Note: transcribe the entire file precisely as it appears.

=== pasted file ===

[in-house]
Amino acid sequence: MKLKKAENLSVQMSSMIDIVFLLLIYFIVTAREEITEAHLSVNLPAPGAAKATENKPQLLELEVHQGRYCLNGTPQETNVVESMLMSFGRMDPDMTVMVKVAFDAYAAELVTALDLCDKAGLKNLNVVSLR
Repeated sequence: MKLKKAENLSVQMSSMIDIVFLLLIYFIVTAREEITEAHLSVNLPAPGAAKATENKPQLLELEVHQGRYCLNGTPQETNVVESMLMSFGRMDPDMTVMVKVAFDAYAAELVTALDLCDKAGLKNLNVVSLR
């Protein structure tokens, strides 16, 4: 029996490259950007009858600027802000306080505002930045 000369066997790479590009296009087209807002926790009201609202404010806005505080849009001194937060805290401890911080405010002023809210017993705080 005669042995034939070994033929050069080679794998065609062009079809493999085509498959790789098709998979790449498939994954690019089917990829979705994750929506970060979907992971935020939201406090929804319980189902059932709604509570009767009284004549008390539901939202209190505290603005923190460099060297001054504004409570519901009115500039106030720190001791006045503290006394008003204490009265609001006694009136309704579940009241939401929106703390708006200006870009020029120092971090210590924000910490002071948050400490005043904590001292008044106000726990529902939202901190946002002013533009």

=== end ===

[in-house]
Amino acid sequence: MKLKKAENLSVQMSSMIDIVFLLLIYFIVTAREEITEAHLSVNLPAPGAAKATENKPQLLELEVHQGRYCLNGTPQETNVVESMLMSFGRMDPDMTVMVKVAFDAYAAELVTALDLCDKAGLKNLNVVSLR
Repeated sequence: MKLKKAENLSVQMSSMIDIVFLLLIYFIVTAREEITEAHLSVNLPAPGAAKATENKPQLLELEVHQGRYCLNGTPQETNVVESMLMSFGRMDPDMTVMVKVAFDAYAAELVTALDLCDKAGLKNLNVVSLR
């Protein structure tokens, strides 16, 4: 029996490259950007009858600027802000306080505002930045 000369066997790479590009296009087209807002926790009201609202404010806005505080849009001194937060805290401890911080405010002023809210017993705080 005669042995034939070994033929050069080679794998065609062009079809493999085509498959790789098709998979790449498939994954690019089917990829979705994750929506970060979907992971935020939201406090929804319980189902059932709604509570009767009284004549008390539901939202209190505290603005923190460099060297001054504004409570519901009115500039106030720190001791006045503290006394008003204490009265609001006694009136309704579940009241939401929106703390708006200006870009020029120092971090210590924000910490002071948050400490005043904590001292008044106000726990529902939202901190946002002013533009």